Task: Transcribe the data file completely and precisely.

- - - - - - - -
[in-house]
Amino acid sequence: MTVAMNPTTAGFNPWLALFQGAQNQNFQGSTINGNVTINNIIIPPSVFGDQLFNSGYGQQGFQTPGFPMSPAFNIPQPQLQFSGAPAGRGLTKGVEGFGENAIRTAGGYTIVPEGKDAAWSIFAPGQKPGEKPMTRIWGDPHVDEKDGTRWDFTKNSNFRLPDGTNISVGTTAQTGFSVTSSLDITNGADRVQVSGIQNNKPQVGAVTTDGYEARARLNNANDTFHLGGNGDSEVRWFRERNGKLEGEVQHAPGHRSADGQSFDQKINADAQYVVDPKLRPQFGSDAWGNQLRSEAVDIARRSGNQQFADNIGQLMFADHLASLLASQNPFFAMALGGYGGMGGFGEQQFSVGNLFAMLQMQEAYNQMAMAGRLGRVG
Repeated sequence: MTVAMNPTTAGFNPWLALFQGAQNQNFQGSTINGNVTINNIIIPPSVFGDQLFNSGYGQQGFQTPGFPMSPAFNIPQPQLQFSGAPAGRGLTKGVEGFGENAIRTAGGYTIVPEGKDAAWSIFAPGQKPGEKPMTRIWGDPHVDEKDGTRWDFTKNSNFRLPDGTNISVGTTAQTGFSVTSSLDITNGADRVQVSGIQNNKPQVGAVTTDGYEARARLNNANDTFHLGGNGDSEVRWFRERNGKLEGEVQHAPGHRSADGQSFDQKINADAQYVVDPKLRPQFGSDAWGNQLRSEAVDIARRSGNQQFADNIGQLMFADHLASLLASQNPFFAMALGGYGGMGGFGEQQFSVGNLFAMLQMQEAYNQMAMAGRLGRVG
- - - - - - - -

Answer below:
[in-house]
Amino acid sequence: MTVAMNPTTAGFNPWLALFQGAQNQNFQGSTINGNVTINNIIIPPSVFGDQLFNSGYGQQGFQTPGFPMSPAFNIPQPQLQFSGAPAGRGLTKGVEGFGENAIRTAGGYTIVPEGKDAAWSIFAPGQKPGEKPMTRIWGDPHVDEKDGTRWDFTKNSNFRLPDGTNISVGTTAQTGFSVTSSLDITNGADRVQVSGIQNNKPQVGAVTTDGYEARARLNNANDTFHLGGNGDSEVRWFRERNGKLEGEVQHAPGHRSADGQSFDQKINADAQYVVDPKLRPQFGSDAWGNQLRSEAVDIARRSGNQQFADNIGQLMFADHLASLLASQNPFFAMALGGYGGMGGFGEQQFSVGNLFAMLQMQEAYNQMAMAGRLGRVG
Repeated sequence: MTVAMNPTTAGFNPWLALFQGAQNQNFQGSTINGNVTINNIIIPPSVFGDQLFNSGYGQQGFQTPGFPMSPAFNIPQPQLQFSGAPAGRGLTKGVEGFGENAIRTAGGYTIVPEGKDAAWSIFAPGQKPGEKPMTRIWGDPHVDEKDGTRWDFTKNSNFRLPDGTNISVGTTAQTGFSVTSSLDITNGADRVQVSGIQNNKPQVGAVTTDGYEARARLNNANDTFHLGGNGDSEVRWFRERNGKLEGEVQHAPGHRSADGQSFDQKINADAQYVVDPKLRPQFGSDAWGNQLRSEAVDIARRSGNQQFADNIGQLMFADHLASLLASQNPFFAMALGGYGGMGGFGEQQFSVGNLFAMLQMQEAYNQMAMAGRLGRVG